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Work Gudea, prince of Lagash, seated statue dedicated to the god Ningishzida

Department of Near Eastern Antiquities: Mesopotamia

Gudea, Prince of Lagash
Seated statue dedicated to the god Ningishzida

© 2011 Musée du Louvre / Philippe Fuzeau

Near Eastern Antiquities

Benoit Nicolas

Gudea, prince of the independent kingdom of Lagash in the late 3rd millennium, is known for his piety and prolific building of temples. This statuette is the only complete specimen of a series of diorite representations of this prince, alternately standing and sitting. An inscription engraved on his robe indicates that it is dedicated to the god Ningishzida.

A complete statue of Gudea

This statue was found during the excavations at Tello (ancient Girsu), capital of the kingdom of Lagash. It was unearthed in two stages: E. de Sarzec found the head in 1877; Captain Cros, his successor, discovered the body in 1903. The French archaeologists had already found many of these diorite figures with massive bodies, sometimes shown standing, sometimes seated. None of them were complete, however: the bodies were found without heads, the heads were isolated. L. Heuzey succeeded in assembling the two fragments of this statue, the first and only complete representation of this prince, with an engraved inscription on the robe enabling us to identify him as Gudea, patesi of Lagash in the mid 22nd century BC.

Gudea, prince of Lagash

The reign of Gudea, illustrated by this series of representations, is relatively well documented. Following the fall of the Akkadian empire, the cities of southern Mesopotamia founded independent dynasties: Gudea succeeded his father-in-law Ur-Ba'u, founder of the second dynasty of Lagash. He devoted himself to building temples to the most important gods of Girsu: Ningirsu and Nanshe, Ningishzida and Geshtinanna. The statuary of his reign, consisting mainly in representations of himself, is a reflection of his piety, in constrast with the bellicose themes of art of the Akkadian period. The inscription on the statuette is a dedication to the god Ningishzida, who was Gudea's personal god; a list of the temples built by the prince follows, ending with the temple of Ningishzida built in the oldest district of the city, where the statuette stood.

A royal portrait

Wearing a royal turban with stylized curls on his head, the clean-shaven face of Gudea is calm and smiling. His almond-shaped eyes are surmounted by large eyebrows represented in the conventional fish-bone shape. He wears a draped, fringed robe, a garment already worn in the Akkadian period. One muscular arm is left uncovered. His hands are joined in a sign of piety. The tranquil, powerful pose of the prince is underscored by the dark color of the diorite, used in all of his representations. This stone already had a kingly connotation in earlier periods, and it is known through a text that Gudea, anxious to ensure the durability of the work, imposed its use, importing it at great cost from the Gulf region. The unusual proportions of the figure are also striking: in the absence of a neck, the head appears too large, encased in a body that is too small. The undeniable quality of the workmanship rules out any clumsiness on the part of the sculptor, so the figure's odd form either reflects a sculptural convention of the period or technical constraints related to the use of a block of stone in its natural state.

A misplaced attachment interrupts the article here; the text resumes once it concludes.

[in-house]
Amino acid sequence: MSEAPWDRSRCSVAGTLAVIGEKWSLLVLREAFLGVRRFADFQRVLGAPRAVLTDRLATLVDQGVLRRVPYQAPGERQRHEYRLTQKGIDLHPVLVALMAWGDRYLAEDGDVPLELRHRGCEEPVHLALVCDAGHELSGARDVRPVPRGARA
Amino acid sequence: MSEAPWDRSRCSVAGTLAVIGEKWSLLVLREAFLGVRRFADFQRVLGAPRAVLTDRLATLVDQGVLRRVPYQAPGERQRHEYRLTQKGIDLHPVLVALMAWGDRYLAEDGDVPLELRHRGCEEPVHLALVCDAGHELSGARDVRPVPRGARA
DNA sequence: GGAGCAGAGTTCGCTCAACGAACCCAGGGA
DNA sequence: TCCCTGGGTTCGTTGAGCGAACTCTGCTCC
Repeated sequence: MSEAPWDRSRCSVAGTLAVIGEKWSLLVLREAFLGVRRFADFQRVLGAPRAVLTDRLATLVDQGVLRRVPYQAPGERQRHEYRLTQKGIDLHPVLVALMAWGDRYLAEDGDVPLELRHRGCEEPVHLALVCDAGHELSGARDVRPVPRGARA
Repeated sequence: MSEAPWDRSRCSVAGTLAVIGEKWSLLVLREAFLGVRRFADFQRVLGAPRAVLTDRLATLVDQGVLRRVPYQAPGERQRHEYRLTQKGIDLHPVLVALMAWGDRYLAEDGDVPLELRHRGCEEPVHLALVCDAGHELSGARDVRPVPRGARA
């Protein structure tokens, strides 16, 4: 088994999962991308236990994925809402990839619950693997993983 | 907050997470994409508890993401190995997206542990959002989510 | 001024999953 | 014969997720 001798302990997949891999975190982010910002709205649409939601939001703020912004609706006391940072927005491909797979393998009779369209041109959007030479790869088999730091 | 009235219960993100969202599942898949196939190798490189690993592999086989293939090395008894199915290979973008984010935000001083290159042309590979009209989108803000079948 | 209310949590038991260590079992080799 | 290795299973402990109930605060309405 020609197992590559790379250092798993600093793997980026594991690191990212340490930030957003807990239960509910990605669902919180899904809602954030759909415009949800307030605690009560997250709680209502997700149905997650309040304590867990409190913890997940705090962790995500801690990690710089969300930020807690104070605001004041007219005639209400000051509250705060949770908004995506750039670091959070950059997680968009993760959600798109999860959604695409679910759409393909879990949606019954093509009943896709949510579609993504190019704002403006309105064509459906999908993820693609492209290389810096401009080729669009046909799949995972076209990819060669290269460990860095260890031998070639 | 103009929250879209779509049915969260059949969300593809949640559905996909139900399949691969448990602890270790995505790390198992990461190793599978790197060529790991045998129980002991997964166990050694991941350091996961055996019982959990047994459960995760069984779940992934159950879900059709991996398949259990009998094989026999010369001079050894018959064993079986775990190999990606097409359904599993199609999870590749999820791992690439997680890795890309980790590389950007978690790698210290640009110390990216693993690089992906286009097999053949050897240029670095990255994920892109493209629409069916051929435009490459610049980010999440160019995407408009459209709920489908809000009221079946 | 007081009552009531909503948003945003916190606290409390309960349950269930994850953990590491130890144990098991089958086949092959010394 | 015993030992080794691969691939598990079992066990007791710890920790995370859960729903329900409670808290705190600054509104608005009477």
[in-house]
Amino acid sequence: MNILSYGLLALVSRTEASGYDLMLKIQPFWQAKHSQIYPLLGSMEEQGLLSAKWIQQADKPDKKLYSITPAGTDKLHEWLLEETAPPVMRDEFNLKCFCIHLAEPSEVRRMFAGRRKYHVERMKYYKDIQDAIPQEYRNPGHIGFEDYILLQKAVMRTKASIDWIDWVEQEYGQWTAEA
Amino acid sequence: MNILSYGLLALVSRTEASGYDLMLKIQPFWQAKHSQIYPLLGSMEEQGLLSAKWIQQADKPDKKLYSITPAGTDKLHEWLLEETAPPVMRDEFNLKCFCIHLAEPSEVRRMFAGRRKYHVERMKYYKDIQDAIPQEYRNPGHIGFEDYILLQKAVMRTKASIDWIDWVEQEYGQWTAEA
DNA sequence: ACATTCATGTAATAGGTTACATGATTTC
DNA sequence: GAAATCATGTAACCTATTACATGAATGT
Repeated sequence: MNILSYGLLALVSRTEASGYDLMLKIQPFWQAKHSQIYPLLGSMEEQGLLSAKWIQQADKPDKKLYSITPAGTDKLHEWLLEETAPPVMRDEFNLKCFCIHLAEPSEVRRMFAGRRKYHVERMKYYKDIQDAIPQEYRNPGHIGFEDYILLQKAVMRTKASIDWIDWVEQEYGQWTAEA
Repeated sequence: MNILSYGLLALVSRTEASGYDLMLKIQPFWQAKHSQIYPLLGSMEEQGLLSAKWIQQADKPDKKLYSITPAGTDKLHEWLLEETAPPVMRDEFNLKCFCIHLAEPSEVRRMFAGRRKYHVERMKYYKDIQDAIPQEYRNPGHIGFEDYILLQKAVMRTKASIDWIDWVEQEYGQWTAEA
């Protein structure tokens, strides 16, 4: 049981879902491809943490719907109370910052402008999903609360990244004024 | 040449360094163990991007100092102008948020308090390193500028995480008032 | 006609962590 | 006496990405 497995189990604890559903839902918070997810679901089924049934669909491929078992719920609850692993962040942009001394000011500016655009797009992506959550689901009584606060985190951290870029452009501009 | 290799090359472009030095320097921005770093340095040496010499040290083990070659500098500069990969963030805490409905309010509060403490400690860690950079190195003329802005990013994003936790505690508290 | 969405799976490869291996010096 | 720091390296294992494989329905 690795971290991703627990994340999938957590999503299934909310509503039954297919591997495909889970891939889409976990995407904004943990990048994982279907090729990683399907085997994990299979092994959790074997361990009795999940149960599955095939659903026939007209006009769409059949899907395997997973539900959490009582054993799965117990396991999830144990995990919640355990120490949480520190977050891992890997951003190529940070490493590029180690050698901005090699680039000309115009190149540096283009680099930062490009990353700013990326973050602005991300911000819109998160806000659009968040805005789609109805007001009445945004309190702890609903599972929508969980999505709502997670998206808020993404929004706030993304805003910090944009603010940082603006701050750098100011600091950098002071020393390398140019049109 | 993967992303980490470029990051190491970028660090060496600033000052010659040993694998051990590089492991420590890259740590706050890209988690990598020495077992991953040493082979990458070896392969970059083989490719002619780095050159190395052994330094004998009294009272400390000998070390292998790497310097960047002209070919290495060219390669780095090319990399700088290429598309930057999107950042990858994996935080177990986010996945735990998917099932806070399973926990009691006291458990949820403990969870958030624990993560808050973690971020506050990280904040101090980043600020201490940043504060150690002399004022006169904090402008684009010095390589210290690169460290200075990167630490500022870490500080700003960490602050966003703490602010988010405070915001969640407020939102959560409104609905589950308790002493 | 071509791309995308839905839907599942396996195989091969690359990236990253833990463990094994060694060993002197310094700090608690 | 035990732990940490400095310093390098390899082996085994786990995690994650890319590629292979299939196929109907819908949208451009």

Heuzey Léon, Une statue complète de Goudéa, in Revue d'Assyriologie et d'Archéologie Orientale, 6, Leroux, 1904, pp. 18-22.
Thureau-Dangin François, Nouvelle inscription de Goudéa, in Revue d'Assyriologie et d'Archéologie Orientale, 6, Leroux, 1904, pp. 23-25.
Parrot André, Sumer, Gallimard, coll. "L'Univers des Formes", 1960, p. 204, ill. 251.
Catalogue d'exposition : Portraits du louvre : choix d'oeuvres dans les collections du Louvre, Tokyo, Musée national d'art occidental, 18 septembre - 1er décembre 1991, Éditions de la Réunion des musées nationaux, 1991, p. 46.
Catalogue d'exposition: Art of the First Cities : the Third Millenium B.C. from the Mediterranean to the Indus, Metropolitan Museum of Art, New York, 8 mai - 17 août 2003, The Metropolitan Museum, 2003, pp. 428-430, cat. n 305.

Technical description

  • Gudea, Prince of Lagash
    Seated statue dedicated to the god Ningishzida

    C. 2120 BC

    Tello (ancient Girsu)

  • Diorite

    H. 46 cm; W. 33 cm; D. 22.50 cm

  • E. de Sarzec excavations (head): AO 3293
    G. Cros excavations, 1903 (body): AO 4108

    AO 3293, AO 4108

  • Near Eastern Antiquities

    Richelieu wing
    Ground floor
    Mesopotamia, c. 2350–2000 BC
    Room 228

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